(WASHINGTON) — The U.S. Food and Drug Administration announced Friday it will ease blood donation restrictions on gay and bisexual men, allowing those in monogamous relationships to donate.
The policy change comes after years of urging by public health experts, blood banks and LGBTQ advocacy groups. The new policy would address future blood shortages and remove the stigma around gay men, experts say.
Additionally, the American Red Cross and the American Medical Association have both supported a risk-based approach to donor eligibility.
“Whether it’s for someone involved in a car accident, or for an individual with a life-threatening illness, blood donations save lives every day,” said FDA Commissioner Robert M. Califf. “Maintaining a safe and adequate supply of blood and blood products in the U.S. is paramount for the FDA, and this proposal for an individual risk assessment, regardless of gender or sexual orientation, will enable us to continue using the best science to do so.”
Rather than a blanket ban due to sexual orientation, the relaxation of the rule would screen potential donors on their risk of contracting and transmitting HIV.
In 1985, in response to the HIV/AIDS crisis in the 1980s, the FDA banned all blood donations from men who have sex with men.
The policy did not change until 2015, when rules were slightly relaxed to allow this group of donors to give blood as long as they abstained from sex for one year. In 2020, amid severe blood shortages during the start of the COVID-19 pandemic, the FDA shortened the abstinence period to 90 days.
The policy change means gay and bisexual men in monogamous relationships can donate without abstaining from sex as long as they test HIV negative and are practicing safe sex.
It also means the U.S. will join several Western countries, including the United Kingdom, France, Greece and the Netherlands, which have recently either dropped bans or eased restrictions.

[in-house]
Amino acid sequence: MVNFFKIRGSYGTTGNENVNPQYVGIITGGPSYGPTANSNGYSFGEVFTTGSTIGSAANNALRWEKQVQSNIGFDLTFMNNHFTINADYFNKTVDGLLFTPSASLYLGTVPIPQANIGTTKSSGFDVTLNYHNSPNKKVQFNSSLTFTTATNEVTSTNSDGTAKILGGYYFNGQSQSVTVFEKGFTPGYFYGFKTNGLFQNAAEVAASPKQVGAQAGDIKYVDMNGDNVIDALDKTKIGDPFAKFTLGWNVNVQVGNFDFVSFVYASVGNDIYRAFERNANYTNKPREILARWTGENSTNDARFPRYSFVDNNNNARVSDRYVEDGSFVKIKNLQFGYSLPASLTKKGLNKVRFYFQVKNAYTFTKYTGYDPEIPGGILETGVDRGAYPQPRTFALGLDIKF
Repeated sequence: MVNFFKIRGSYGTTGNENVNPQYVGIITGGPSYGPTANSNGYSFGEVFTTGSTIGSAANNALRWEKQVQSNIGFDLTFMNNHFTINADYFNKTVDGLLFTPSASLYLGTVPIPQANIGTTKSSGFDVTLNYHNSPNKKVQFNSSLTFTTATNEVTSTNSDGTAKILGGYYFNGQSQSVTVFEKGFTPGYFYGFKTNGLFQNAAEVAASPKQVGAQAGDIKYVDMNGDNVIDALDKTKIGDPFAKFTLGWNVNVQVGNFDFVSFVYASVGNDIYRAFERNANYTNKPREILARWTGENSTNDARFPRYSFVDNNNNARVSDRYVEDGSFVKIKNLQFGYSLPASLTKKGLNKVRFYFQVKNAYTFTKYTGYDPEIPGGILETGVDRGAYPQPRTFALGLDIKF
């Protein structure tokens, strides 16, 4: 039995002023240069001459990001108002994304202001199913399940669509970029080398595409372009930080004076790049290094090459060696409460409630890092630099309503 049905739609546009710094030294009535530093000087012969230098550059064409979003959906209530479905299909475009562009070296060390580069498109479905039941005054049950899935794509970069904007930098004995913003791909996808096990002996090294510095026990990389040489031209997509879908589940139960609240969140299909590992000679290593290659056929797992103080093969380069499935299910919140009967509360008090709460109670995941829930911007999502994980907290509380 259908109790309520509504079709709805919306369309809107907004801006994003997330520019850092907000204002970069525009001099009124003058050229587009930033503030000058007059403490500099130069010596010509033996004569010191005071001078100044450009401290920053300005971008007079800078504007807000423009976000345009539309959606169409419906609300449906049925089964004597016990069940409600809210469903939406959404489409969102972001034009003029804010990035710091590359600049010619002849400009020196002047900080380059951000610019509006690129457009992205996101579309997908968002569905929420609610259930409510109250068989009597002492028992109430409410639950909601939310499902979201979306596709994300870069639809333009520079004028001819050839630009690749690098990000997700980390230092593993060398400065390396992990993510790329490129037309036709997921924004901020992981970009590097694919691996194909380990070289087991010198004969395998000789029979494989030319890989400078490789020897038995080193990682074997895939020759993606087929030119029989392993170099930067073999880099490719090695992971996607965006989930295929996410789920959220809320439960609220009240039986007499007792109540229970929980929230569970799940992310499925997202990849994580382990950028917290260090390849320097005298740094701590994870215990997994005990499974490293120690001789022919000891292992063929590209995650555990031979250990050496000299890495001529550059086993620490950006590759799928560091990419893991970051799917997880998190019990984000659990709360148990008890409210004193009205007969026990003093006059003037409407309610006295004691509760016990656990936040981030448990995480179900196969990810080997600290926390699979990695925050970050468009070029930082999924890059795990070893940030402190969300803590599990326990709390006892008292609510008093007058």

Last month, the FDA told ABC News the evidence analyzed so far will “likely support a policy transition” that focuses screening blood donations based on each person’s HIV risk.
In 2020, the FDA launched a study called ADVANCE to look into alternative solutions to its current policy. The FDA is currently reviewing research from the American Red Cross, OneBlood and Vitalant to determine if eligibility based on an individual’s risk can replace the current time-based deferral system while maintaining the safety of the blood supply.
Experts say the updated policy will also help address the national blood shortage and, in turn, save lives. In January 2022, the American Red Cross said it was facing its worst blood shortage in more than a decade, although it is no longer in a crisis.
Despite the easing of rules, non-monogamous men are not allowed to donate even if they produce a negative HIV test, practice safe sex with condoms or take pre-exposure prophylaxis, or PrEP — a daily pill containing two medications that prevent HIV-negative patients from being infected.
ABC News’ Sony Salzman and Kiara Alfonseca contributed to this report.
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